Technology Tidbits

January Edition

What We're Sharing This Month

This month the technology team is providing you with information on how to add Chrome apps and extensions to help make your teaching life easier, how to utilize features in Skyward that you may not know about or forgot about, a blog to help you utilize Google more, and apps worth exploring. Stay with us, there's a lot in this edition. If you're really just interested in apps, scroll down to the bottom. Don't have time to read right now, but curious about what's in this edition? Click on the button or video below for an overview.
What's In This Edition?

Click the button to get an overview of what's in this month's Technology Tidbit. Or, play the video below.

https://youtu.be/WPC31cgOauA

Snag It-Using Google to Provide Audio Feedback and More...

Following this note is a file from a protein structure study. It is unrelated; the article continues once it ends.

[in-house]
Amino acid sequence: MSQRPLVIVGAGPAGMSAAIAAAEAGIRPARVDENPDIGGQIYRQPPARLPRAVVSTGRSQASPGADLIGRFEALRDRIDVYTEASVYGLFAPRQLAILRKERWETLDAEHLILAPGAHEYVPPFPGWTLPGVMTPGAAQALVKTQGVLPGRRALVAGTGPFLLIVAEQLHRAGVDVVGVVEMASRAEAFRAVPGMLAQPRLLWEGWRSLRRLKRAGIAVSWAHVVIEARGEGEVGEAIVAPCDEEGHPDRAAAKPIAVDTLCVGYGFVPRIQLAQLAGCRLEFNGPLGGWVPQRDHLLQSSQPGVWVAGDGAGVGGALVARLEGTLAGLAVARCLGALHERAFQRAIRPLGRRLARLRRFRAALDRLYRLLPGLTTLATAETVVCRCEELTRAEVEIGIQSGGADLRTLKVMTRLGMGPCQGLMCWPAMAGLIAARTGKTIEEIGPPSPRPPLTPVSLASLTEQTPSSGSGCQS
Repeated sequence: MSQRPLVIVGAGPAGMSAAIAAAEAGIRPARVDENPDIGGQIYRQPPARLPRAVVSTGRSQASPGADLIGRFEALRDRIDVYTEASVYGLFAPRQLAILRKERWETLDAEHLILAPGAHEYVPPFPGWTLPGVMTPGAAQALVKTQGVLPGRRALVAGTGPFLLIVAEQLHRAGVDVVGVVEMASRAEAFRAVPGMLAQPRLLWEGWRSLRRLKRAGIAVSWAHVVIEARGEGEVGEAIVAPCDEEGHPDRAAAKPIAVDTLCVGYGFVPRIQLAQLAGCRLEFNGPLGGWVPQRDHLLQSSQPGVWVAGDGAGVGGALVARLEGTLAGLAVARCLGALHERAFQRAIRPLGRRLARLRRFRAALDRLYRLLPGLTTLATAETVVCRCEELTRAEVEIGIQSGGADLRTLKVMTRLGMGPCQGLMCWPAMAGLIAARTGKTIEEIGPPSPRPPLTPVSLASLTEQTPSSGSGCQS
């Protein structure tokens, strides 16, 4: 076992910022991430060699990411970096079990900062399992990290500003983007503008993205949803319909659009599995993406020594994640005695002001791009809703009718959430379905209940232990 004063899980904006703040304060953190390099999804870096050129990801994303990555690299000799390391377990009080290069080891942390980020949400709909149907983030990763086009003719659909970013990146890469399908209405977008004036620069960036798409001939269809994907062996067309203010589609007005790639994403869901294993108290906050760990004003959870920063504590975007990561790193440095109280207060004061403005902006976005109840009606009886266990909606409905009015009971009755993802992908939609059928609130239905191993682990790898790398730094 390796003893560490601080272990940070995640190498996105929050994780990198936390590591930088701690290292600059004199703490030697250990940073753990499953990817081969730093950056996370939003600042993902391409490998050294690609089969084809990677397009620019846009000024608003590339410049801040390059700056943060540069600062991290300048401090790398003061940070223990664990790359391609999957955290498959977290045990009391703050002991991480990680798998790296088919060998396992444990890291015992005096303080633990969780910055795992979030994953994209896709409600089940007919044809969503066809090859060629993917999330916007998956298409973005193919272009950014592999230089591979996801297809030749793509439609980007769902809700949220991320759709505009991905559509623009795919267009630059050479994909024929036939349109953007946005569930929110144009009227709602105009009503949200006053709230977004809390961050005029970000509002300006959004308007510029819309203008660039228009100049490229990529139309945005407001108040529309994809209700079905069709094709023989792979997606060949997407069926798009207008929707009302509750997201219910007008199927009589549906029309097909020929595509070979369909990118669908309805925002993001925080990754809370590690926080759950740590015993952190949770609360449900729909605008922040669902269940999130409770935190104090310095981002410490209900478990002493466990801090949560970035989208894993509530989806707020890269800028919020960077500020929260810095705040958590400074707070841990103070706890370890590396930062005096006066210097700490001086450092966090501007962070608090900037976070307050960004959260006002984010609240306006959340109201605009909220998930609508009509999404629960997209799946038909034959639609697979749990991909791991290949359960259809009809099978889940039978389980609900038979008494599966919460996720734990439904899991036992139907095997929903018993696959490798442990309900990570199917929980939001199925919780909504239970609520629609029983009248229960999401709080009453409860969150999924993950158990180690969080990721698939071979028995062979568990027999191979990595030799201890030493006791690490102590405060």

Many staff are already using Snip It to make it easier to share things on our screens. Another great tool is Snag it. Click on the button below to see how it's been used with students, and then click on the second button to take you to a Snag It video showing you how to get the tool and add it to your desktop. You must be in Chrome to use this tool. The new school laptops have a good built-in microphone, so no real need for an additional microphone. The second video was made using an older, personal laptop.
Student Feedback Using Snag It

This video was made using Snag It. It is providing the student with feedback on their Google Slide presentation for conferences.

https://www.youtube.com/watch?v=qYSrnRY8eC0